Preah Khan

March 1, 2009

in Angkor Temples

Temple Name: Preah Khan
Notable Features: Detailed Naga and Apsara carvings. Home to Angkor’s only two-story building. Unique cylindrical columns.
Getting There: To reach Preah Khan, take the road north from Angkor Thom’s North Gate. Follow the road northeast for 600 meters, east for 300 meters, and north for 250 meters. At this point, you will see a turnoff on the right that will lead you to Preah Khan’s western entrance. The turnoff is marked by a Preah Khan signpost.

The Buddhist University of the Khmer Empire

Preah Khan, which means “Sacred Sword”, was built towards the end of the 12th century as a part of King Jayavarman VII’s massive building campaign. Unlike many of Angkor’s larger monuments, which served primarily as worship centers or military headquarters, Preah Khan was also a Buddhist University. At its zenith, Preah Khan supported more than 1000 teachers and countless students.

King Jayavarman VII dedicated Preah Khan to his father, Dharnindravarman II, who is depicted throughout the temple in the likeness of the bodhisattva Lokesvara (the embodiment of compassion). Unfortunately, a later king destroyed many of Preah Khan’s Buddhist carvings and bas-reliefs. Archeologists blame King Jayavarman VIII for erasing the monument’s Buddhist heritage, and re-consecrating Preah Khan to the principles and deities of Hinduism.

Like most Angkorian temples, Preah Khan faces the rising sun, or the east. It is a large, moated monument that is accessed by a series of grand causeways. These causeways are flanked by richly detailed Naga (serpent beings) sculptures. These sculptures were used by the Khmer to identify a Royal City. In fact, King Jayavarman VII temporarily resided in Preah Khan while his palace in Angkor Thom was being constructed.

Inscriptions found throughout the temple suggest that Preah Khan was one of the most powerful, metropolitan areas of the ancient Khmer Empire. Archeologists have deduced that some 5,324 villages were part of the Preah Khan city proper. Astoundingly, the tax records of 97,840 male and female citizens of Preah Khan have survived the ages.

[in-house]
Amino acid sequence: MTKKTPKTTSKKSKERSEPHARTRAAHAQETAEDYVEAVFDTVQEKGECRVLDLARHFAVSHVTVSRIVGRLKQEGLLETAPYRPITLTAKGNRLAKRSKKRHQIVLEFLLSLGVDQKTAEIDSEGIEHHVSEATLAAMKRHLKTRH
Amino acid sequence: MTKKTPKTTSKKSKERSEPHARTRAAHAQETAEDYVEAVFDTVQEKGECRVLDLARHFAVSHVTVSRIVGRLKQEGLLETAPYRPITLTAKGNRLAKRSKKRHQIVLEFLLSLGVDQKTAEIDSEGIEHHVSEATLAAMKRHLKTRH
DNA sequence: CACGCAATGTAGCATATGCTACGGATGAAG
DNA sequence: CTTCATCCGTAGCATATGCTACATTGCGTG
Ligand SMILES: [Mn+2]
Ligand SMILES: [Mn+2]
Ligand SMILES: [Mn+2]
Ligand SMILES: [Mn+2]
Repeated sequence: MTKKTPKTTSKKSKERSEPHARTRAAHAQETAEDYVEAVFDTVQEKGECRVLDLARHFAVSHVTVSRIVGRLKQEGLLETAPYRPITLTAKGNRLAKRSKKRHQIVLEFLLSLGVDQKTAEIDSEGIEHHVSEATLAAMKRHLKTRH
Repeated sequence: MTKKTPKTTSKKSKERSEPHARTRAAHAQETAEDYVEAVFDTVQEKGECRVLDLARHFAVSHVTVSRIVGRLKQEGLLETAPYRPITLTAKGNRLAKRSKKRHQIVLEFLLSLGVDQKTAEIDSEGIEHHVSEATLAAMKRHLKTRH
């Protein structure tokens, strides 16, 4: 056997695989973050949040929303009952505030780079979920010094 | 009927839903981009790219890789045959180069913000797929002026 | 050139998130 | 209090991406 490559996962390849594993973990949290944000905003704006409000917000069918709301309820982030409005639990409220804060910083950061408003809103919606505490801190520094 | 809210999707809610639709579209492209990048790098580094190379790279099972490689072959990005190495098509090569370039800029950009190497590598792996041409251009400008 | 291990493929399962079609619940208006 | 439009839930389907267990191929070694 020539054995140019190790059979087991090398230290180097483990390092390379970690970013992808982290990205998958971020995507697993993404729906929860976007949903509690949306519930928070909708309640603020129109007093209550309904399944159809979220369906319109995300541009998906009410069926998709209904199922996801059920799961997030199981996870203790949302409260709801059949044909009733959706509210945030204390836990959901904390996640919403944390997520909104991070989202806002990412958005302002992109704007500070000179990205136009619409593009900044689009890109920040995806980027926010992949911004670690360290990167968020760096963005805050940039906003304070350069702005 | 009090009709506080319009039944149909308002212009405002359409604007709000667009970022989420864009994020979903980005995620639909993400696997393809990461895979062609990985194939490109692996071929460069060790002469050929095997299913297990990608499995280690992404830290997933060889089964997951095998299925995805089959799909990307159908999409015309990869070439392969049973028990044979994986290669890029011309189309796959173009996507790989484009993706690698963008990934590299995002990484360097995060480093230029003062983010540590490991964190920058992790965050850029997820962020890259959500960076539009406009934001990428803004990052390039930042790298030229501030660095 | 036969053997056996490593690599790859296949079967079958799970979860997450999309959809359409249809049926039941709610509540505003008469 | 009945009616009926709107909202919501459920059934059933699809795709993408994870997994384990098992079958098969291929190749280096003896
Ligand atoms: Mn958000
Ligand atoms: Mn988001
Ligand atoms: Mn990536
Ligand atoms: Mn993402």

Preah Khan has been the focus of partial restoration since the 1920’s, but much of the temple has been left in a state of moderate to advanced ruin. As a result, this temple is a wonderful juxtaposition of richly ornamented Khmer stonework and jungle-swarmed piles of rubble.

Interestingly, Preah Khan is home to Angkor’s only two-story structure. Even though some of Angkor’s temples are more than 65 meters tall, they are all single-story buildings. Preah Khan’s two-story monument is located towards the eastern end of the temple complex. This architectural masterpiece should find its way onto any Angkor itinerary.

Additionally, some of the only examples of cylindrical columns in all of Angkor may be found in Preah Khan. These columns may be observed at the building located just west of Preah Khan’s main temple. Since cylindrical columns are not a staple of Preah Khan’s design, many archeologists believe that they were the product of a later period of construction.

Preah Khan is a gorgeous monument, worth any traveler’s time. It’s a fabulous example of Royal Khmer architecture, as well as a unique representation of the Khmer’s religious devotion. This monument can be viewed at all hours of the day. But like many temples in Angkor, viewing Preah Khan in the early morning or late afternoon hours will be the most comfortable. The Cambodian high noon sun can be quite brutal.

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